The Very Wobbly Boundary of Time (1 of 2)


There are three worlds we can inhabit as we journey through our lives – the Past, the Present and the Future. Of course, H G Wells, Doctor Who and Michael J. Fox notwithstanding, we can only actually live in the Present. But our minds are eminently capable of extensive time travel into the Past and the Future. Both deliberately and unconsciously.

We attempt to walk along the wobbly line of the Present, just as we would navigate along a narrow meandering beach. On one side we have the solid earth of the Past, on the other the fathomless, formless oceans of the Future. As we walk along the shifting sands, on a sunny day, we might paddle in the refreshing, frothy waves of the Future – making plans, looking forward to tomorrow or the weekend. We may even swim in the shallow waters of some later occasion to come – a wedding, a holiday, a new project. But we are careful not to go too far out lest we get out of our depth and we are swept away by our fears and anxieties or by our excitement. We may lose touch with Present reality and struggle to stay afloat.

Up on the promenade (or boardwalk, if you prefer) we might more safely pause and look out to the sea of the Future and gaze at the enormity and scale of it. But however good our telescope is, we can rarely pick out anything more certain than the occasional small boat or seagull. No matter how well designed our plans are, every day brings the unexpected. Circumstances regularly ambush us. And the distant future on the horizon is so vast and unclear, we cannot stare at it for long without getting dizzy.

So, we might turn and look inland, towards the more solid earth of our Past – the hinterland we have created, cultivated, built houses on, decorated and inhabited. We wander its streets and monuments, visit its houses and bump into people we used to know. Often in our dreams. Here, there is so much more to see than out to sea – precious memories, achievements, good times, friends and blessings. But in the darker alleys and desolate areas of the town, we may chance upon some more disturbing memories – regrets, bitterness, hurt, pain, loss and bereavement. The Past is a ghost town which can haunt us, as much as console us.

Of course, the Past does not really exist. It has, by definition, gone forever. It bequeaths its legacy, its memory, its diaries and its plethora of mega-pixel photographs for the Present and Future to feed upon. The Future doesn’t even bother to do that for us. Not yet at least. So all we have – in reality – is the Present.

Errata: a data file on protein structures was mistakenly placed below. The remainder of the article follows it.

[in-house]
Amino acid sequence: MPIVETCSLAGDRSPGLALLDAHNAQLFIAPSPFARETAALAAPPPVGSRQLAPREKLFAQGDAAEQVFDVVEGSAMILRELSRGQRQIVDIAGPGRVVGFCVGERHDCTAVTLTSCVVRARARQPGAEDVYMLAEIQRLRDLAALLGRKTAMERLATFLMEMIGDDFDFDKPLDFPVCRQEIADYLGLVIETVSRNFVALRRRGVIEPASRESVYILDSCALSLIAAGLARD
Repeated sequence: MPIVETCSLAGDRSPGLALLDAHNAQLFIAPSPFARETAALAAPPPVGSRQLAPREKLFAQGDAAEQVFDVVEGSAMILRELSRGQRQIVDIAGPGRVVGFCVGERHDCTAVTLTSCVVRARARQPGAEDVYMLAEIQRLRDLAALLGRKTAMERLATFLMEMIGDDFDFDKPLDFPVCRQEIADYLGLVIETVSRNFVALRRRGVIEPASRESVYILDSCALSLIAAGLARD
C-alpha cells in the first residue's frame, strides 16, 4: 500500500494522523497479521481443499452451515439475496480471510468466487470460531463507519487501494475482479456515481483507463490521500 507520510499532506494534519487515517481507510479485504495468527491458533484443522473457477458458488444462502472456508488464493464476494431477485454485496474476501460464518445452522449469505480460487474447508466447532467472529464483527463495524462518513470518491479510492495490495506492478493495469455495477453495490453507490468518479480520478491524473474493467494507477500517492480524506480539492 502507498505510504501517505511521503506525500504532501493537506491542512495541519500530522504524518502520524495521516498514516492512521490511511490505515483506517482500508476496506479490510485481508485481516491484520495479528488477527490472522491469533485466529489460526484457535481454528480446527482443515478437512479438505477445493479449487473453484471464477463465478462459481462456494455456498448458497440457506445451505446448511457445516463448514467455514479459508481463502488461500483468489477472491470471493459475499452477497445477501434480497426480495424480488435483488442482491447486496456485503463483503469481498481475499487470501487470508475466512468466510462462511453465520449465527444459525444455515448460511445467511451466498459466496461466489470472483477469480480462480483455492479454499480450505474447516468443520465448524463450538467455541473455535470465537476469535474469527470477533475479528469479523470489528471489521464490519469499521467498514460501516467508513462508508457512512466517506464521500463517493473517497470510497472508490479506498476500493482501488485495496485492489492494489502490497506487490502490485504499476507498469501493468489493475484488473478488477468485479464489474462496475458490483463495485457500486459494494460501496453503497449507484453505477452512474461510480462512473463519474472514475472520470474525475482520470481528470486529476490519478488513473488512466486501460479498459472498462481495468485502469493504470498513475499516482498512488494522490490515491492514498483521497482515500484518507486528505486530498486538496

But even the so-called Present is excruciatingly inaccessible and ephemeral. No sooner have we picked it up, than the grains of its sand slip tantalisingly through our fingers. The Present recreates itself constantly and dies and disappears into the Past instantly. An endless procession of minutes and seconds leaping off the cliffs of time, like manic lemmings one after another. Relentlessly.

In fact – if you think about it – the Present is an infinitely short, and impossibly thin line of just about Nothing. The Present doesn’t exist either. It is but a marker between the non-existent Past and the non-existent Future. The Past, the Present and the Future. Three Imposters. Three Charlatans.

Individually they make no sense. Yet together, they seem to operate reasonably successfully. What we call the Present is really an area around the Present incorporating the immediate Past and the immediate Future. We could call it Boundary Park.

Which, incidentally, is where I was last Sunday, walking that hazy boundary between the Past and Present.

Boundary Park. Best known as the home of Oldham Athletic Football Club. So named as it transverses the boundary between Oldham and Chadderton. I was there with my son and future-daughter-in-law (a Future we are all very much looking forwards to). We had a long standing appointment to watch Oldham play Bradford City. A Future which was about to become a Present and is now a Past. As is the way of things.

Unfortunately, in preparation for this fixture, the club had not looked really looked out to sea. Yes, it had accurately predicted a bumper crowd – this being as close to a local derby as a war-of-the-roses can muster. But, it had managed to act upon its own prediction. The car park was full when we arrived, and the queue for tickets far too long. So, missed the kick off – which was bad enough. But to run out of ALL pies (meat & potato, cheese & onion and cottage) by half-time, was simply unforgivable. A packet of wine gums was a poor substitute. We wanted good old-fashioned grease, gristle and gravy. The club needs to spend a little more time arranging the Future in the Future.

As well as its cloudy memories, the Past rather lazily bequeaths some physical legacies – like a child leaving home not quite emptying its bedroom. The Past leaves a random selection of streets, houses and monuments around for the Present and Future to work around. Those which survive the ravages of time and enthusiastic town planners remain standing, when their occupants are long gone. This allows us to return to explore these shells and colour-in the missing gaps and inhabitants with our memory and imagination.

Many of my personal monumental streets and buildings are located in this small postcode of Boundary Park. I was born in Boundary Park Hospital, and survived the first two decades of my life at 109 Boundary Park Road. My parents worked in Boundary Park Hospital. My father died there – exactly 15 years and one day previous to this visit.

So the occasion served up – at least for me – some good old-fashioned memories. With nostalgic gravy on. And it was all too easy to blur the boundary between the reality of the Present and the seductive sirens of the Past . . . .

(to be continued)

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